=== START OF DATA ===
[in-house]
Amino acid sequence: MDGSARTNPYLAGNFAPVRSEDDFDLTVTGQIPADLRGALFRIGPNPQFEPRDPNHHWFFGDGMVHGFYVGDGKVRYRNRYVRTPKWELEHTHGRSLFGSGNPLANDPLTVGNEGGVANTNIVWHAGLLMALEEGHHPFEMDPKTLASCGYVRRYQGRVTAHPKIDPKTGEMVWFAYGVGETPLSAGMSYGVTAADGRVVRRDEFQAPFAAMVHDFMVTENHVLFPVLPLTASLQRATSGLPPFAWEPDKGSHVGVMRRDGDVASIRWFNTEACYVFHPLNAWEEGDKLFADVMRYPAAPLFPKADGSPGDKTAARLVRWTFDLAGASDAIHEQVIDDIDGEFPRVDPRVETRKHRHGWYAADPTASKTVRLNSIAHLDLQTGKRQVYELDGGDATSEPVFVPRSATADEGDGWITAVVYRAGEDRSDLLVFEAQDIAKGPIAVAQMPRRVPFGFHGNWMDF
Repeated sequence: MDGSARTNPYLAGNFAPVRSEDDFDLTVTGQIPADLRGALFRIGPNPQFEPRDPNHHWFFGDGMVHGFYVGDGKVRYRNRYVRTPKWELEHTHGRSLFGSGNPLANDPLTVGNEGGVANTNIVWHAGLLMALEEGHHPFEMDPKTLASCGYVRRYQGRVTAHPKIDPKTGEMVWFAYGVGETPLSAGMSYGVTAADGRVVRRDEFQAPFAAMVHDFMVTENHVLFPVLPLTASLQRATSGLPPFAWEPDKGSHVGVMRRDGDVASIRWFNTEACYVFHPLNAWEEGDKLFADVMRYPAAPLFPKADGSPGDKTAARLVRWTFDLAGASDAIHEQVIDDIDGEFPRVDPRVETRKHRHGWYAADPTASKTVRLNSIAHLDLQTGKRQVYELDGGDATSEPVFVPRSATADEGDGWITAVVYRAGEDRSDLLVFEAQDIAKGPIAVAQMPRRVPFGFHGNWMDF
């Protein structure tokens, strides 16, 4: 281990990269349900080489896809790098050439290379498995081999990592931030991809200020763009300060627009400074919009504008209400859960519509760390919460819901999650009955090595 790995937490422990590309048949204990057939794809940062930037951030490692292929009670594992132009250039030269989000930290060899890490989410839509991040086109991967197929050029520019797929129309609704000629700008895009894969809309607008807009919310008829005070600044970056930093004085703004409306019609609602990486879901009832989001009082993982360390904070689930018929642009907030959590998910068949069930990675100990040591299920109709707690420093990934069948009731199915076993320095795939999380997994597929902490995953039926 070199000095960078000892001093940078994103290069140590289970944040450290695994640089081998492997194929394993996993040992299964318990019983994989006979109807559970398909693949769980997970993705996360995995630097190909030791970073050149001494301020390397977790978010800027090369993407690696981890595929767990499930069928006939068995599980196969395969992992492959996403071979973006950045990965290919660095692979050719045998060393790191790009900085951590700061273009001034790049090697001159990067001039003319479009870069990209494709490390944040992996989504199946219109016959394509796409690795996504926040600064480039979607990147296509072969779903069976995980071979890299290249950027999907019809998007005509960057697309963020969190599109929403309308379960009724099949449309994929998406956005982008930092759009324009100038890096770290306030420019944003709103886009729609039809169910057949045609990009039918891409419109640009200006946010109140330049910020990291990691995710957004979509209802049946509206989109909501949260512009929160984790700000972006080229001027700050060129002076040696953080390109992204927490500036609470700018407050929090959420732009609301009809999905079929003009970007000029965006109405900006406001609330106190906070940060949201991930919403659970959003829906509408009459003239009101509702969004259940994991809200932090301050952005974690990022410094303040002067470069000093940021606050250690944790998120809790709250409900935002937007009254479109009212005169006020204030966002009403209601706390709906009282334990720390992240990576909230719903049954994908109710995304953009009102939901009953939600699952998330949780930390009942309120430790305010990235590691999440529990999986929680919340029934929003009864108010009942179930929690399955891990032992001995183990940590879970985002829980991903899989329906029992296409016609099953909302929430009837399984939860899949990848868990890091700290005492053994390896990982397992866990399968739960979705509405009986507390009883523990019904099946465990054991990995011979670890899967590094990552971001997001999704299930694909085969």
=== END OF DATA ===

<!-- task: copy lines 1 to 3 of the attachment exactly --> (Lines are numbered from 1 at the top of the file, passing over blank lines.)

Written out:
[in-house]
Amino acid sequence: MDGSARTNPYLAGNFAPVRSEDDFDLTVTGQIPADLRGALFRIGPNPQFEPRDPNHHWFFGDGMVHGFYVGDGKVRYRNRYVRTPKWELEHTHGRSLFGSGNPLANDPLTVGNEGGVANTNIVWHAGLLMALEEGHHPFEMDPKTLASCGYVRRYQGRVTAHPKIDPKTGEMVWFAYGVGETPLSAGMSYGVTAADGRVVRRDEFQAPFAAMVHDFMVTENHVLFPVLPLTASLQRATSGLPPFAWEPDKGSHVGVMRRDGDVASIRWFNTEACYVFHPLNAWEEGDKLFADVMRYPAAPLFPKADGSPGDKTAARLVRWTFDLAGASDAIHEQVIDDIDGEFPRVDPRVETRKHRHGWYAADPTASKTVRLNSIAHLDLQTGKRQVYELDGGDATSEPVFVPRSATADEGDGWITAVVYRAGEDRSDLLVFEAQDIAKGPIAVAQMPRRVPFGFHGNWMDF
Repeated sequence: MDGSARTNPYLAGNFAPVRSEDDFDLTVTGQIPADLRGALFRIGPNPQFEPRDPNHHWFFGDGMVHGFYVGDGKVRYRNRYVRTPKWELEHTHGRSLFGSGNPLANDPLTVGNEGGVANTNIVWHAGLLMALEEGHHPFEMDPKTLASCGYVRRYQGRVTAHPKIDPKTGEMVWFAYGVGETPLSAGMSYGVTAADGRVVRRDEFQAPFAAMVHDFMVTENHVLFPVLPLTASLQRATSGLPPFAWEPDKGSHVGVMRRDGDVASIRWFNTEACYVFHPLNAWEEGDKLFADVMRYPAAPLFPKADGSPGDKTAARLVRWTFDLAGASDAIHEQVIDDIDGEFPRVDPRVETRKHRHGWYAADPTASKTVRLNSIAHLDLQTGKRQVYELDGGDATSEPVFVPRSATADEGDGWITAVVYRAGEDRSDLLVFEAQDIAKGPIAVAQMPRRVPFGFHGNWMDF